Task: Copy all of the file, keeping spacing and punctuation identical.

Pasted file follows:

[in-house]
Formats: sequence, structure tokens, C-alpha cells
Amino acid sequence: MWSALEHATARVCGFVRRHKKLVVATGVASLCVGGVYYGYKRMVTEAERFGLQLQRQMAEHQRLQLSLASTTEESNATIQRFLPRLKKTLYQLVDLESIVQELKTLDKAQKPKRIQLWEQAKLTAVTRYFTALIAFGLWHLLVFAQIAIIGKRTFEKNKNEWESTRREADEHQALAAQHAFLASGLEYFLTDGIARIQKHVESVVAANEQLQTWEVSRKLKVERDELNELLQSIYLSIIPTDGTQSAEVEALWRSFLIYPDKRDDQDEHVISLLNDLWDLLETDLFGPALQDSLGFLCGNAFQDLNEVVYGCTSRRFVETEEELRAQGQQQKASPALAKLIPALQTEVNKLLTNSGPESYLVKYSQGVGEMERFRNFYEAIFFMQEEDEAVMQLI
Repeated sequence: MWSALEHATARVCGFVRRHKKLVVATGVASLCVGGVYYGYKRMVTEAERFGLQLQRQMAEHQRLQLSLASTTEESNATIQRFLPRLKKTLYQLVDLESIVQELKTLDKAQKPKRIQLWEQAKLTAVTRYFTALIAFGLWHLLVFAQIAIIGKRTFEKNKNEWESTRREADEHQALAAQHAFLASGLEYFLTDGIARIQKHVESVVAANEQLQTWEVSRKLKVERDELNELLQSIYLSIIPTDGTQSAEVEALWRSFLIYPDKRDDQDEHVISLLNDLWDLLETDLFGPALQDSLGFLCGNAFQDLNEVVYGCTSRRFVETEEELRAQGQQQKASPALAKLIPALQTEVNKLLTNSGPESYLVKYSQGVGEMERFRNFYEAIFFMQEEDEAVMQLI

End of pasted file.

[in-house]
Formats: sequence, structure tokens, C-alpha cells
Amino acid sequence: MWSALEHATARVCGFVRRHKKLVVATGVASLCVGGVYYGYKRMVTEAERFGLQLQRQMAEHQRLQLSLASTTEESNATIQRFLPRLKKTLYQLVDLESIVQELKTLDKAQKPKRIQLWEQAKLTAVTRYFTALIAFGLWHLLVFAQIAIIGKRTFEKNKNEWESTRREADEHQALAAQHAFLASGLEYFLTDGIARIQKHVESVVAANEQLQTWEVSRKLKVERDELNELLQSIYLSIIPTDGTQSAEVEALWRSFLIYPDKRDDQDEHVISLLNDLWDLLETDLFGPALQDSLGFLCGNAFQDLNEVVYGCTSRRFVETEEELRAQGQQQKASPALAKLIPALQTEVNKLLTNSGPESYLVKYSQGVGEMERFRNFYEAIFFMQEEDEAVMQLI
Repeated sequence: MWSALEHATARVCGFVRRHKKLVVATGVASLCVGGVYYGYKRMVTEAERFGLQLQRQMAEHQRLQLSLASTTEESNATIQRFLPRLKKTLYQLVDLESIVQELKTLDKAQKPKRIQLWEQAKLTAVTRYFTALIAFGLWHLLVFAQIAIIGKRTFEKNKNEWESTRREADEHQALAAQHAFLASGLEYFLTDGIARIQKHVESVVAANEQLQTWEVSRKLKVERDELNELLQSIYLSIIPTDGTQSAEVEALWRSFLIYPDKRDDQDEHVISLLNDLWDLLETDLFGPALQDSLGFLCGNAFQDLNEVVYGCTSRRFVETEEELRAQGQQQKASPALAKLIPALQTEVNKLLTNSGPESYLVKYSQGVGEMERFRNFYEAIFFMQEEDEAVMQLI